Sunday, June 25, 2006

No requests for improvement please, we're Thai

Thais seem to have a problem with criticism. Any suggestion, no matter how diplomatically couched, is typically met with anger and accusations of whining (or worse). Sadly, many 'bamboo' foreigners in Thailand parrot this low-brow reactionary line, for reasons that are still unclear to me.

The letter below serves as a good response.

from letters to the Nation

Asking for improvement is not simply whining

Re: "Farangs like low cost of living but want it to be like home", Letters, June 21.

Meechai Burapa said he thought farangs were "whining" too much regarding lack of English commentary in Thailand for the World Cup. Why that should upset him is anybody's guess since Thailand's image would have been enhanced in the eyes of visitors, in that it would have come across as a progressive, modern, and forward-looking country. He also makes the unrealistic observation that there was never any Thai language commentary for televised sports events during his stay in the United States.

Meechai is wrong on several counts. Firstly, there is nothing wrong with complaining. On the contrary, complaints very often result in better products and better services, thus complainants provide a public service for which they should be commended, and it should not be referred to as "whining".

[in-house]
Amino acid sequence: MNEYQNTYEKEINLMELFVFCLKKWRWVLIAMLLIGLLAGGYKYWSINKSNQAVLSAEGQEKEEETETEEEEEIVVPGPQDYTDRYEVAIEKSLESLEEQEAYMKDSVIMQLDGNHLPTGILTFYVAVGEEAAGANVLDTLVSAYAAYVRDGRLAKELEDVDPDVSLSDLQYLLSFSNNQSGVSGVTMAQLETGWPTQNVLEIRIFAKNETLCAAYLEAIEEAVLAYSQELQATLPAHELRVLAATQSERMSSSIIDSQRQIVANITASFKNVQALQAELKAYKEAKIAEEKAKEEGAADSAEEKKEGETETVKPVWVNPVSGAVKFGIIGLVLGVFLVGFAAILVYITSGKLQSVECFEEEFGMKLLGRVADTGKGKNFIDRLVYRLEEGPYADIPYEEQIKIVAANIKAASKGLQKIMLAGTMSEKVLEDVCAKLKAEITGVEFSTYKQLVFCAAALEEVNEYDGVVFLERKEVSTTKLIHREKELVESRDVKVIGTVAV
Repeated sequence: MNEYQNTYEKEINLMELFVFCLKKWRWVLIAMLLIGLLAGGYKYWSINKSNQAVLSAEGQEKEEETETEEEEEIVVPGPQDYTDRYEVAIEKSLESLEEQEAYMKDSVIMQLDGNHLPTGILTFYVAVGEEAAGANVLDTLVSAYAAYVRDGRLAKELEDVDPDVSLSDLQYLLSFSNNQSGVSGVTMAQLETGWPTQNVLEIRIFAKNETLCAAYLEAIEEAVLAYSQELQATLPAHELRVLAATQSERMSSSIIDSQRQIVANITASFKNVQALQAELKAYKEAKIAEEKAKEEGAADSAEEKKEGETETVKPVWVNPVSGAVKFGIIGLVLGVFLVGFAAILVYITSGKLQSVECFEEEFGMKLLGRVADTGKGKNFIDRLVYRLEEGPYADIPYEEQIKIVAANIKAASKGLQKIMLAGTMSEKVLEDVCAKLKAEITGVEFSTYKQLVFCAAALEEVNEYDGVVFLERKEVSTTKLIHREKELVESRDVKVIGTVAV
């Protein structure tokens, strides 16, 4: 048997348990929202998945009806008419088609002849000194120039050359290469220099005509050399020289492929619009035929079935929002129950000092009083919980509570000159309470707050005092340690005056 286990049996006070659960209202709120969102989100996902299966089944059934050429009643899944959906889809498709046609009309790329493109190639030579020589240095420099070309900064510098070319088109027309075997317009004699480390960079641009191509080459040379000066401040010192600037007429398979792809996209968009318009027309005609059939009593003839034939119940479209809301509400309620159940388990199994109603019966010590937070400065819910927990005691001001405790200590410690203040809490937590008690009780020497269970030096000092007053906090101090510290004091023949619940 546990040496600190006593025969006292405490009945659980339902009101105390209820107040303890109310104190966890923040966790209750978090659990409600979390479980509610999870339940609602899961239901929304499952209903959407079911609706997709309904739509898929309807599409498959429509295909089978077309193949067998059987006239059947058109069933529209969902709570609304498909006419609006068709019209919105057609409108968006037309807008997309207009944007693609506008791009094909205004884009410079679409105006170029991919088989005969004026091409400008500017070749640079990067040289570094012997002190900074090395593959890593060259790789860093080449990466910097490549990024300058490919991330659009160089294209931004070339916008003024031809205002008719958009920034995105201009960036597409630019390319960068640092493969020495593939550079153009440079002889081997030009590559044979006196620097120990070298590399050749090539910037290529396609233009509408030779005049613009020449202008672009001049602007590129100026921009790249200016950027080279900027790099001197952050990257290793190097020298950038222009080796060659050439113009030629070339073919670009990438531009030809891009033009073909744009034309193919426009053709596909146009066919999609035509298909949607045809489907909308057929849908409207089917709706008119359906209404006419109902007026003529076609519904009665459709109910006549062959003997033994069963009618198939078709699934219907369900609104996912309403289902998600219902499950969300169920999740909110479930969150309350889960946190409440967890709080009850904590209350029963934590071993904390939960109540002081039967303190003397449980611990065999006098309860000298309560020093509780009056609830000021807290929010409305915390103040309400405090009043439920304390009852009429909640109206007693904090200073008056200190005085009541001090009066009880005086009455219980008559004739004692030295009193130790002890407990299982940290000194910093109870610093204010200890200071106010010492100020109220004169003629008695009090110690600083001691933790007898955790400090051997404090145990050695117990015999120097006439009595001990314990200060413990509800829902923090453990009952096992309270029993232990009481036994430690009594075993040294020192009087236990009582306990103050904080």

Second, farangs in Thailand must come from about 40 different countries, all with their own national language, yet none of these farangs would expect television commentary in their own national language because, like Thai, these are national languages. On the other hand, English is an international language spoken by billions across the globe, which is why English television commentary is expected, and why it is unrealistic for Meechai to expect Thai-language television commentary in the US - or any country besides Thailand.

Finally, Meechai seems to object that farangs "would like it to be like home" in Thailand. Again, this is a rather strange observation to make. It would seem that he prefers that farangs live under some sort of hardship in Thailand. I would urge Meechai to reflect on his stay in the US, where he was a free man in every respect and was no doubt encouraged to feel at home there, and by Western standards rightly so. [ed. Thais complaining about some aspect of their living conditions while in the US would not be told to 'go home' etc at first flush, which is the rude and unjustifiably smug response foreigners are likely to receive in Thailand]